On appeal from the Superior Court of New Jersey, Law Division, Camden County.
Michels, Deighan and R.s. Cohen. The opinion of the court was delivered by Michels, P.J.A.D.
Tried to a jury, defendant Carlos Varona was convicted of conspiracy to distribute five or more ounces of cocaine in violation of N.J.S.A. 2C:5-2 and N.J.S.A. 2C:35-5a(1) and b(1) and possession of five or more ounces of cocaine with at least 3.5 grams of free base with intent to distribute in violation of N.J.S.A. 2C:35-5a(1) and b(1). Defendant's motion for a judgment of acquittal or, alternatively, for a new trial, arrest of judgment and a dismissal were denied. The trial court merged defendant's conviction for conspiracy into his conviction for possession with intent to distribute and committed him to the custody of the Commissioner of the Department of Corrections for 20 years with a 10-year period of parole ineligibility. In addition, the trial court assessed a Drug Enforcement and Demand Reduction penalty of $3,000, a laboratory fee of $50, a Violent Crimes Compensation Board penalty of $30, and revoked defendant's driving privileges for two years. Defendant appeals.
Defendant seeks a reversal of his convictions, or, alternatively, a modification of his sentence on the following grounds set forth in his brief:
I. THE "ISSUE" OF THE INFORMER'S PRIVILEGE TAINTED THE ENTIRE TRIAL.
A. The Identity of the Informant, Including His Name and Address, Should Have Been Disclosed.
B. Defendant's Attempt to Establish a Theory of Entrapment Was Needlessly Blocked by the Court in a Mistaken Application of the Informer's Privilege.
C. While Misapplying the Informer Privilege the Court Directed the Jury to Disregard Defendant's Theory of Defense.
II. DEFENDANT'S RIGHTS TO CONFRONT AND CROSS-EXAMINE THE WITNESSES AGAINST HIM WAS DENIED.
C. The "Co-Conspirator" Statements of Michael Rodgers Made on February 2, 1988 Were Improperly Admitted Against This Defendant.
III. DEFENDANT'S RIGHT TO COMPULSORY PROCESS WAS DENIED.
IV. 2C:35-12 VIOLATES THE NEW JERSEY CONSTITUTIONAL REQUIREMENT OF SEPARATION OF POWERS.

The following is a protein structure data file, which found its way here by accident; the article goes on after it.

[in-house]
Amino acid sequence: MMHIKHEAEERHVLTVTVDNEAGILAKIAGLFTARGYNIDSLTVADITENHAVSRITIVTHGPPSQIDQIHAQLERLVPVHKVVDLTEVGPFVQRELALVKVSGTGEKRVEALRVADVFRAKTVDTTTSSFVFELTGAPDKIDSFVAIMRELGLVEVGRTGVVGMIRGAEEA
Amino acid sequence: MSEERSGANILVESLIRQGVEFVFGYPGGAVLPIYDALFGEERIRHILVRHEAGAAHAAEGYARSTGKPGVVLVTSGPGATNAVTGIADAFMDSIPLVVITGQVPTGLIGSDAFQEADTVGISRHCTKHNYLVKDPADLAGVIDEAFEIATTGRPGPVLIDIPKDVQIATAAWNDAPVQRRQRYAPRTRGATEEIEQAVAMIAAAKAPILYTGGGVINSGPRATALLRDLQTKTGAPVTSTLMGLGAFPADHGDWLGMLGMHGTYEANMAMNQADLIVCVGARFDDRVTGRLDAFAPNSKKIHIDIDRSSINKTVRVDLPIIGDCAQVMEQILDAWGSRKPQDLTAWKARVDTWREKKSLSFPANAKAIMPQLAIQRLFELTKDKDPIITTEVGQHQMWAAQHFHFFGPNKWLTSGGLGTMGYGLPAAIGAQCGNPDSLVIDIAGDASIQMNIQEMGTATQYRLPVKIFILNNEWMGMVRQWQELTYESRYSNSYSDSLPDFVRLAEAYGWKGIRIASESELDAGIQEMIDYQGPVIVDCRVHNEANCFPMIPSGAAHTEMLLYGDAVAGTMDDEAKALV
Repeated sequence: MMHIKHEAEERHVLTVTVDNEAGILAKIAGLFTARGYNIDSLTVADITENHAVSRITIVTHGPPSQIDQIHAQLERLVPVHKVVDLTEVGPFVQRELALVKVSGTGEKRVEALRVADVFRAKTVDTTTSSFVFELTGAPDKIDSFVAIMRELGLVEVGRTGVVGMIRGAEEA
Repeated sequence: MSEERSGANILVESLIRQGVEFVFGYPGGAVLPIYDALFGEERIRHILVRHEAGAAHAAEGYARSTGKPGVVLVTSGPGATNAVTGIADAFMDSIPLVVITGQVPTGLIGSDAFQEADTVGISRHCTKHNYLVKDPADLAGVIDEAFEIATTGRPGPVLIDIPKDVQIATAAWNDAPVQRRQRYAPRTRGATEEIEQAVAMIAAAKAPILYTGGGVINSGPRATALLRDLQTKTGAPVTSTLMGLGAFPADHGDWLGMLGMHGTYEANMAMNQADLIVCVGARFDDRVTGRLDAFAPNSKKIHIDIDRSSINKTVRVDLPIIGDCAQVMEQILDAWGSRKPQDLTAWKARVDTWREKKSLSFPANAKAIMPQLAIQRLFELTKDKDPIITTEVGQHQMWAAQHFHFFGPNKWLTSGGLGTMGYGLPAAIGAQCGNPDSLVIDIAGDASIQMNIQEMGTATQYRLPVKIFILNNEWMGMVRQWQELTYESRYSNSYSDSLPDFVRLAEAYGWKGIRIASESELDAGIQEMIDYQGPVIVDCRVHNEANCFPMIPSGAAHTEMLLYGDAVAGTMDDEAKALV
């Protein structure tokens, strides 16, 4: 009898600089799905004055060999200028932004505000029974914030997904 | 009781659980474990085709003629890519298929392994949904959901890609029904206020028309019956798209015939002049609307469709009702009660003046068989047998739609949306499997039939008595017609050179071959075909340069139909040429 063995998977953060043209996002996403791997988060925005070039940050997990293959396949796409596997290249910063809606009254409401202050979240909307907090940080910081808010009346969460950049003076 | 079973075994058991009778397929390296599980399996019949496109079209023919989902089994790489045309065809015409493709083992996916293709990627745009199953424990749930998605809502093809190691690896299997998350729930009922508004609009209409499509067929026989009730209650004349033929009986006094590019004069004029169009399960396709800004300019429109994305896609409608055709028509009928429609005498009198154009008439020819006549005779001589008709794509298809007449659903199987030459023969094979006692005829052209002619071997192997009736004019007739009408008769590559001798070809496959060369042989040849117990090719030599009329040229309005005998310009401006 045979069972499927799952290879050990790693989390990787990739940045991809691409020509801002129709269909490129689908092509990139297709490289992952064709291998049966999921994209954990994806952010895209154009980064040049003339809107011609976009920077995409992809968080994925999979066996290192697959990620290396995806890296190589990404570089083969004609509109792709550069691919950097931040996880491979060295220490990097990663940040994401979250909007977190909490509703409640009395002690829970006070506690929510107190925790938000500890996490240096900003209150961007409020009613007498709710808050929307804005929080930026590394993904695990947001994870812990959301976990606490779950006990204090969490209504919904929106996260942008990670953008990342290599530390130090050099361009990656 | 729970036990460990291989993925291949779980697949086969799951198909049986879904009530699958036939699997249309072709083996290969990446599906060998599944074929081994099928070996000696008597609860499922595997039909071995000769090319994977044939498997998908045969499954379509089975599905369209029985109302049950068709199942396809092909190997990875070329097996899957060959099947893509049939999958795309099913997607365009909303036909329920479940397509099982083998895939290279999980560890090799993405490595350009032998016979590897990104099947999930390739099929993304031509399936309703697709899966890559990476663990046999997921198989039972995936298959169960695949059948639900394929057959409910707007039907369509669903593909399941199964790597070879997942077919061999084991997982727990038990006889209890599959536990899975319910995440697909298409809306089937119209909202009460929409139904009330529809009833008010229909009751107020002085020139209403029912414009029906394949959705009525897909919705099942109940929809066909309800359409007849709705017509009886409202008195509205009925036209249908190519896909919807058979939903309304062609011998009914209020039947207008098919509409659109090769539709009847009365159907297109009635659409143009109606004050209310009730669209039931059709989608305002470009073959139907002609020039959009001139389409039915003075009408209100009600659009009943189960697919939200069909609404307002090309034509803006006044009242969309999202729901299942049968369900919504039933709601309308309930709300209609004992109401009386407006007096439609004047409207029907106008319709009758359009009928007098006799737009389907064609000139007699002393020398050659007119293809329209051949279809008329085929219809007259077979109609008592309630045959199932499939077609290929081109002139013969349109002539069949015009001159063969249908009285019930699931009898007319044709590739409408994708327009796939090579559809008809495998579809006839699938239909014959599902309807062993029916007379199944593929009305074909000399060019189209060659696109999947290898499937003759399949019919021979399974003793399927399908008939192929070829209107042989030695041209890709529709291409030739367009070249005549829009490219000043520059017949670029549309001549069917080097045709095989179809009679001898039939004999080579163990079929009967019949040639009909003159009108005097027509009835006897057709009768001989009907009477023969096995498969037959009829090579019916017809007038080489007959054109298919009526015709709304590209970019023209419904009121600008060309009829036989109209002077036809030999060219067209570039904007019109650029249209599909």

A. N.J.S.A. 2C:35-12, Authorizing Prosecutors to Agree with Defendants to Reduce Otherwise Mandatory Minimum Sentences, is an Unconstitutional Violation of the Separation of Powers Doctrine as Both an Unlawful Delegation of Legislative Power Over Sentencing to the Executive, and as an Authorization to the Executive to Infringe on the Judicial Sentencing Power.
V. DEFENDANT'S SENTENCE IS EXCESSIVE
A. The Maximum Sentence Above the Presumptive Term, and the Maximum Period of Parole Ineligibility Were Both in Violation of the Sentencing Provisions of the Code of Criminal Justice.
1. There is Inadequate Evidence in the Record to Support the Sentence Imposed.
2. The Maximum Term of Parole Ineligibility is Not Justified on This Record.
B. Defendant's Sentence is so Disparate Compared to His Co-Defendants' as to be Excessive.
C. The Prosecutor's Action in Seeking the Maximum Sentence After Offering Defendant a Fifteen Year Flat Sentence was Purely Vindictive.
We have carefully considered these contentions and all of the arguments advanced by defendant in support of them and find that they are clearly without merit. R. 2:11-3(e)(2). However, further comment with respect to some of these contentions is appropriate.
We turn first to defendant's claim that the informant's identity and address should have been disclosed during trial because the informant played a substantial and significant role in the transaction. We disagree. It does not appear on this record that the informant's involvement was so substantial as
to warrant revelation of his identity. On the contrary, the informant's role in the transaction was limited. The informant primarily introduced undercover officer Pedro Villegas to the defendants. The informant did not negotiate, conduct or set up any of the sales, nor did he possess any drugs or money at the time of the sales. His most significant involvement came when he accompanied co-defendant Michael Rodgers to meet defendant. This does not rise to the level of participation described in State v. Roundtree, 118 N.J. Super. 22, 285 A.2d 564 (App.Div.1971), or Roviaro v. United States, 353 U.S. 53, 77 S. Ct. 623, 1 L. Ed. 2d 639 (1957). Rather, as was the case in State v. Booker, 86 N.J. Super. 175, 206 A.2d 365 (App.Div.1965), and State v. Milligan, 71 N.J. 373, 365 A.2d 914 (1976), the informant here was merely a witness to the criminal events which transpired. This is not grounds for disclosure of his identity and does not waive the privilege codified in N.J.S.A. 2A:84A-28 and Evid. R. 36.
Defendant also contends that the trial court's application of the privilege hindered his assertion of an entrapment defense. This is totally without merit. As the State correctly points out, "[t]he trial testimony revealed that at no time was entrapment presented as a defense. In fact, the court gave no instruction on entrapment and defendant never requested such a charge." Defendant raises entrapment as a mere afterthought. Aside from the fact that defendant failed to raise an entrapment defense, the facts established below give no indication that an entrapment defense would have been successful. Villegas testified that the informant merely introduced him to the defendants and contacted him when the February 4th shipment was ready. Aside from the few moments that the informant was alone ...